This company decided to test AdSense ads on their website, but opted not to display ads on their home page. To get an idea of what these ads looked like on our site, look at Google’s example of their ads on

For more on how ads can be customized, filtered, and managed, see:

How successful was our test?

In the first full month, our research partner was able to generate a six-figure supplemental income solely from Google AdSense commissions. This was accomplished without any advertising on the site’s home page.

So the possibilities for significant income are definitely there, but keep in mind these qualifications:

  1. Your site must have a large amount of qualified traffic to generate a lot of click-through commissions. No two sites are created equal, so test the revenue potential of AdSense by placing ads at a variety of strategic positions throughout your site.
  2. KEY POINT: Do NOT expect AdSense to be profitable if the ads detract from your own product or service offering. Think of AdSense in the same way you would think of any affiliate program promoted on your site. Tread very carefully when competing with your own offer.

Publishers interested in having AdSense ads displayed on their sites can find out more at:

2. Google AdSense For Retailers:

AdSense offers much potential for publishers, so one would expect that the available traffic for retailers and other marketers would be quite substantial. Indeed, as the number of publishers in the AdSense network grows, the available traffic and reach of the network become even greater.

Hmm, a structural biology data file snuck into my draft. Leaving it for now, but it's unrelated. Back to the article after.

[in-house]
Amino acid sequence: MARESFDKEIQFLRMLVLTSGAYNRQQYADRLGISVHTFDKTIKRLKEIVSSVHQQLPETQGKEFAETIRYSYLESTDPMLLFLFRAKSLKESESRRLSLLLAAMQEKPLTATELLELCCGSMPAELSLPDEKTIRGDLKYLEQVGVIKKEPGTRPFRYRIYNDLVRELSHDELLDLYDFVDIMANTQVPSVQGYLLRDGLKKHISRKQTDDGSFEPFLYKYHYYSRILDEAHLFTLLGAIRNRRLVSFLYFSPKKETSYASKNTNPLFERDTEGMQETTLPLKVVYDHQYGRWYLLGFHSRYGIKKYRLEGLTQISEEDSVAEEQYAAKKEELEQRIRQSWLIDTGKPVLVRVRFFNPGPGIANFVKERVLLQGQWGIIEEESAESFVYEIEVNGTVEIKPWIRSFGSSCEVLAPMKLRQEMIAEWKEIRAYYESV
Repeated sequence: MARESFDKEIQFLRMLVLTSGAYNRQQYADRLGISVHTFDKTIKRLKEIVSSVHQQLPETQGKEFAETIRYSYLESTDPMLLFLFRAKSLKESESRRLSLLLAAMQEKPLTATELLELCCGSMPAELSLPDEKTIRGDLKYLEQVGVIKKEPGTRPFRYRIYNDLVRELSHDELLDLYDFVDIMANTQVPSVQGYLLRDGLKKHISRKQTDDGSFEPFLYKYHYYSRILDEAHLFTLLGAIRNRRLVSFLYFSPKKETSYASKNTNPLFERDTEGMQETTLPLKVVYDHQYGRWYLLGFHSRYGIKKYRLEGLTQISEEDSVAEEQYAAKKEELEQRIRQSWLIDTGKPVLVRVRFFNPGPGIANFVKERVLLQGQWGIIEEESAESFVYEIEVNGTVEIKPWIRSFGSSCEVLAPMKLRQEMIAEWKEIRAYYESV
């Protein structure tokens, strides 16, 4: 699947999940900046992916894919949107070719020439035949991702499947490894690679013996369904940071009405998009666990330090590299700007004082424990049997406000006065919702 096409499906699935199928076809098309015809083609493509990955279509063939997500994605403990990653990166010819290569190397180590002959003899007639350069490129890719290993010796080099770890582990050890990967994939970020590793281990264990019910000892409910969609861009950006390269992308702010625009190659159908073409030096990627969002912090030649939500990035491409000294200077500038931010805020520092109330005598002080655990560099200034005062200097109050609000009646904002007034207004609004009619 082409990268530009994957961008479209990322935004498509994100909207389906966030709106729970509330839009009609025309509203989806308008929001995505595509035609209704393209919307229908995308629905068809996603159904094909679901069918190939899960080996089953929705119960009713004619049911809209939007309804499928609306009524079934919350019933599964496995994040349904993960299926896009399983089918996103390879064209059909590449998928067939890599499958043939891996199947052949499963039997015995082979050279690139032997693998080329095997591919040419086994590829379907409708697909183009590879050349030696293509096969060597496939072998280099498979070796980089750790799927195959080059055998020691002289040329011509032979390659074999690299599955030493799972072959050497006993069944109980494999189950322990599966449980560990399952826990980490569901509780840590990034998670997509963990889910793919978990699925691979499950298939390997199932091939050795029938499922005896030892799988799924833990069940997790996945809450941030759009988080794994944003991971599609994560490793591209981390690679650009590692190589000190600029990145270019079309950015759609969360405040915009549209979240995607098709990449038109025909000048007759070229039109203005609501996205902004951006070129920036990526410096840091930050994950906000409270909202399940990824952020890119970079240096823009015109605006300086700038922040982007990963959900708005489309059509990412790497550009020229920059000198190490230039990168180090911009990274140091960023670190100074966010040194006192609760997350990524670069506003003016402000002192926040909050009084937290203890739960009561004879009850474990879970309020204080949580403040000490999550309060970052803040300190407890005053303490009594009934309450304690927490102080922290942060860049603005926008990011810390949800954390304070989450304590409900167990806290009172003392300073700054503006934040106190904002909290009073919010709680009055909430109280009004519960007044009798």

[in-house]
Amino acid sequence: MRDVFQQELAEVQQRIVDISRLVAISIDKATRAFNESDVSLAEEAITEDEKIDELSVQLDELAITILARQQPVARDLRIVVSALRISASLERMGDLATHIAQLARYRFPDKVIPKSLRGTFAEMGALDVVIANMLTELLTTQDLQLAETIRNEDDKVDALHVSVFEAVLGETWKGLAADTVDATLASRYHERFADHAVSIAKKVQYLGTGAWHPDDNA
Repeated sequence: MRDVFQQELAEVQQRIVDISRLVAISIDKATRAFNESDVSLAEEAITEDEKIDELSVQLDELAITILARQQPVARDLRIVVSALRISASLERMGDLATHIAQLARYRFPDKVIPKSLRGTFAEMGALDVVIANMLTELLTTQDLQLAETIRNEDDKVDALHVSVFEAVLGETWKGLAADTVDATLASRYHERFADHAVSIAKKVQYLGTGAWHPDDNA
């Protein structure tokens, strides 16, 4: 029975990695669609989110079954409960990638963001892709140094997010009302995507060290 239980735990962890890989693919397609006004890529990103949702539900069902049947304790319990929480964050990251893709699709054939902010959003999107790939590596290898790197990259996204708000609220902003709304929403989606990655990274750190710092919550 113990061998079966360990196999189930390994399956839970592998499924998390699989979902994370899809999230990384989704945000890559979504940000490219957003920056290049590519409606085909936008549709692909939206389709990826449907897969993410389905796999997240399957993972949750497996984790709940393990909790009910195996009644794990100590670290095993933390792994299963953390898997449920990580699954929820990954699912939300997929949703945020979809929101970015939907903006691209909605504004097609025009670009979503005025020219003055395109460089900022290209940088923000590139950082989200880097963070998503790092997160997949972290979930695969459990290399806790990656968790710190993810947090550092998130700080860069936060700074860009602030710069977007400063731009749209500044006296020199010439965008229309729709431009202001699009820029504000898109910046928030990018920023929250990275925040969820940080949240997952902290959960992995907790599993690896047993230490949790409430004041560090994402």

But how effective is AdSense as a marketing medium?

We tested a Google AdSense campaign over four months with one of our research partners whose site was focused on helping athletes attain college scholarships.

Before we look at the results, it is important to note that AdSense functions completely within the Google AdWords interface. In fact, AdSense defaults to “on” when you set up a new AdWords account with Google.

Shortly after we set up our partner’s AdSense campaign with a few very select key terms, the amount of traffic we received from Google increased by more than 400%.

Here are the results of our test:

16 Keyword Phrases Tested
April 11-October 11
AdWords Clicks 11,260